See No, Hear No, Speak No Evil by Amanda K Gross
Yet, my life work life does not allow for the mask to stay firmly in place and so I am trying the peel and scratch it off. (It does not come off so easily). I feel now even more so and yet have also always felt disconnected. I am shunned. I am excluded from my community. I am in the wrong. I am the jezebel, the crone, the barren auntie. I wear the scarlet letter. As I sat in the pew and heard what a great Christian example my grandparent’s marriage was and very little about the emotional distance, sexism, and violence of my grandfather, I could feel the mask straps tighten. The false gift of age and death is nostalgic idealism. I could feel the potential for anger and collective and institutional rage at my truth rise. I don’t have to do a strip tease in the middle of the sanctuary, or try to marry women, or refer to the Goddess to feel this collective threat of merciless rage. I don’t have to name whiteness or share my politics or talk about the partnership principles my marriage was built on to know that caustic bubbling lies just underneath the surface, to know of the consequences for stepping too far out of line. Of course I know how I am expected to be, I have been conditioned all my life for this role and this box.
And so I understand why liberal good intention is a place of refuge for so many white women and how easy it is to make conservative America the one true villain. To blame our sisters and mothers who stay and stay in denial of its harm. We are running from incredible pain. We flee from the prison of White Christian Patriarchy into the arms of a (seemingly) less volatile lover. But the box of White Liberalism whispers manipulative lies to us too keeping our self-doubt firmly in place and clouding our clarity. We run from one box of white womanhood into another. Ultimately, the expectations of our role are still very much the same. While we were in relationship with White Christian Patriarchy we were given clear marching orders upfront. The lines were boldly drawn and overstepping meant excommunication. Now that we are in bed with White Liberalism, the lines are more obscure, but the consequences just as severe. We have lied to ourselves about choice because all the moves (beauty, schooling, career, housing, relationships, marriage, motherhood, perfection, helping, goodness) are still the same. We think we have chosen. When opting between one mask for another, the option of choice is also a lie.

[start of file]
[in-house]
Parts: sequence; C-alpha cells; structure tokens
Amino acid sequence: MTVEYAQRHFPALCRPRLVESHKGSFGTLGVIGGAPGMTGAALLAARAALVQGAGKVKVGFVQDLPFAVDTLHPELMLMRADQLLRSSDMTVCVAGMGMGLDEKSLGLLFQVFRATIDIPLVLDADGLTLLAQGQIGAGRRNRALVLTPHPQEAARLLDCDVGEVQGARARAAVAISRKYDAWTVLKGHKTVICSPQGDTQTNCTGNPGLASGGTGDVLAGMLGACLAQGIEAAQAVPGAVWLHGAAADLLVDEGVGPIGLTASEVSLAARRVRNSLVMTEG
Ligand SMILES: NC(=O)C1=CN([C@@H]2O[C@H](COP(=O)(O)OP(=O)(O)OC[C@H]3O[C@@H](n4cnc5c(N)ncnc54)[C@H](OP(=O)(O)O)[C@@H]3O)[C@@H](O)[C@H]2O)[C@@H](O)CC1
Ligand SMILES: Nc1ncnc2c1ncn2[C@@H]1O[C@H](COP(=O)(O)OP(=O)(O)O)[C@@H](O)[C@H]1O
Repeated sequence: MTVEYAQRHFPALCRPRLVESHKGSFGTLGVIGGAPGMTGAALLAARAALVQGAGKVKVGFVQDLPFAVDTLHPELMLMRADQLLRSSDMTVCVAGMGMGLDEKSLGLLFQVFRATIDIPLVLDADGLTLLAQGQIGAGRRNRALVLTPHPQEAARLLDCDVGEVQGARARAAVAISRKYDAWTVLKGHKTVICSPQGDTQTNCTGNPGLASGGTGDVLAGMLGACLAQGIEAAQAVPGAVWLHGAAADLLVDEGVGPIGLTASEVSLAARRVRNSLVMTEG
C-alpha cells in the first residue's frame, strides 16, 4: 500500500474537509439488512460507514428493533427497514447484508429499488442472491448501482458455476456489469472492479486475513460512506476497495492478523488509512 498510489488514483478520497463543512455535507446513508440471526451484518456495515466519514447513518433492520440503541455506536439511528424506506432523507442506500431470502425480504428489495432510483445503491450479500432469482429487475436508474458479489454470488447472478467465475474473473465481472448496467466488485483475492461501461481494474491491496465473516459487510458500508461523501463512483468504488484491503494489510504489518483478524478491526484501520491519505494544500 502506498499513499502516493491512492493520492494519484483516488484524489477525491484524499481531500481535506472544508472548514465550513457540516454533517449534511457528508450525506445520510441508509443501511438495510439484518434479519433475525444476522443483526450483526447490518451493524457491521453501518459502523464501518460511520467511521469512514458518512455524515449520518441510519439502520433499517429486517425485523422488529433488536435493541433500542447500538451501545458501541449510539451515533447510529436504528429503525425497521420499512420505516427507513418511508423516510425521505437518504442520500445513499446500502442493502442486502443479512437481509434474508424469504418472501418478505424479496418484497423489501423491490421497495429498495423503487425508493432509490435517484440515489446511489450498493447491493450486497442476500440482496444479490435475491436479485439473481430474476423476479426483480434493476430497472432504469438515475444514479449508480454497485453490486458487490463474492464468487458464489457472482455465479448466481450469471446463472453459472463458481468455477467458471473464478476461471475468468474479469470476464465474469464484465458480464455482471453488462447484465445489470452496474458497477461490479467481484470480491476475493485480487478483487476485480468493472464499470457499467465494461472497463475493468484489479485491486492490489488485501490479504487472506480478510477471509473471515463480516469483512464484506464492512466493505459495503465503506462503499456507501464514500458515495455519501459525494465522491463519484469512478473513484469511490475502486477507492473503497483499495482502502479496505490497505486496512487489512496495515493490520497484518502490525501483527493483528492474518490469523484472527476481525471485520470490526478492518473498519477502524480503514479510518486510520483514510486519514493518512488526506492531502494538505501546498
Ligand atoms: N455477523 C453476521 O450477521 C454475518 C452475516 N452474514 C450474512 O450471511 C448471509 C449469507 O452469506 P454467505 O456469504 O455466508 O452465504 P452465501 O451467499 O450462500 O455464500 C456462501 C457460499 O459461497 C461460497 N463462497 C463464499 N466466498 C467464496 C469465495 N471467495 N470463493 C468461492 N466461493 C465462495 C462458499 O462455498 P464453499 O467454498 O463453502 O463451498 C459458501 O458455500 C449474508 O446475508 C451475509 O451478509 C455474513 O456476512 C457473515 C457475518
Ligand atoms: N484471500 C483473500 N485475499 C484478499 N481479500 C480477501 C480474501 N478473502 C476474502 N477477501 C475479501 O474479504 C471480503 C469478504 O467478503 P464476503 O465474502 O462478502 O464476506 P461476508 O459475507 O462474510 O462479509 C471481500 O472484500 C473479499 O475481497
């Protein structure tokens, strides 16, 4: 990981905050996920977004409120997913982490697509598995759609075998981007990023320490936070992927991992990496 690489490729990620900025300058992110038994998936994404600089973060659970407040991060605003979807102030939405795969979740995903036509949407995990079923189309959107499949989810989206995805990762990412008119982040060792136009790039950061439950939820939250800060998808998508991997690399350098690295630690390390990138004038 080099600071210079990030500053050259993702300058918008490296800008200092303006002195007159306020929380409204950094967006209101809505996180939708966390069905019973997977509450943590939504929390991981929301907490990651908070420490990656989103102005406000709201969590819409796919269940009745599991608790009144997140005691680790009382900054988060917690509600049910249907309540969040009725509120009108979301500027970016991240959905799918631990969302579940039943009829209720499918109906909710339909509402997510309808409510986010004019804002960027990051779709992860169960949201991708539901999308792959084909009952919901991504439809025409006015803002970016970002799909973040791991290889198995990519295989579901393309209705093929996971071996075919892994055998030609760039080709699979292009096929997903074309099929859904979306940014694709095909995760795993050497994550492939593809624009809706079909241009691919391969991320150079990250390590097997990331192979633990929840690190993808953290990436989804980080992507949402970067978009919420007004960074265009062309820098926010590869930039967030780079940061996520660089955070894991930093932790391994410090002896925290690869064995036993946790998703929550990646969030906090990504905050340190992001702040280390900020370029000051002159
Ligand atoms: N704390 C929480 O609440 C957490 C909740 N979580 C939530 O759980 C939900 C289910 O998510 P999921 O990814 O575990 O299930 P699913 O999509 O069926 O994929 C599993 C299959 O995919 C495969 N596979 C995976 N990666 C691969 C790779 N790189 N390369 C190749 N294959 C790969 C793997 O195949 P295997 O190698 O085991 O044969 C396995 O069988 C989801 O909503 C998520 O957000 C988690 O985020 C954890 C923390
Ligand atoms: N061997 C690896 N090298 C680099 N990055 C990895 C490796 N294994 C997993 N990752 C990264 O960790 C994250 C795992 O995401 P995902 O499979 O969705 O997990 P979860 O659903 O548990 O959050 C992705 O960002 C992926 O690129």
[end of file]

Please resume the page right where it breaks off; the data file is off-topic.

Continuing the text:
White Void by Amanda K Gross
In bed with White Liberalism, we don’t want to know where we come from. Let us eat cake! The crumbs of whiteness have distanced me from my Self and my family and the community that has more to lose in this current arrangement of white supremacist capitalist patriarchy. And so instead of really dealing with the roots of White Christian Patriarchy, another form of divide and conquer sets in.
What propels me from one box into another? Why am I so tempted to distance myself from my working class roots? What makes me think I can individually throw off the corset of patriarchy without ridding myself of its accessories, white supremacy and capitalism? The aversion I feel towards White Christian Patriarchy and my working class roots, along with the distance my privilege encourages me to place between them and me is really just another layer of denial that maintains a sub-human existence and ultimately restricts and damages me.
There is a specific role for white women to play in upholding white supremacy. My erasure within the confines of White Christian Patriarchy keeps the illusion in place. But my false sense of agency in independent, well-educated, white womanhood does more of the same.
The search for any other option means first examining my own mask. Is it any surprise that I don’t want to be vulnerable? Yet vulnerability is where my truth lies and without vulnerability there are only lies. Not everyone gets the luxury of a mask. And if wearing the mask means suffocation, means affixation, then what makes us think of the mask as a luxurious privilege anyway? In my own best interest, the comfort of hiding is over.
White Silence by Amanda K Gross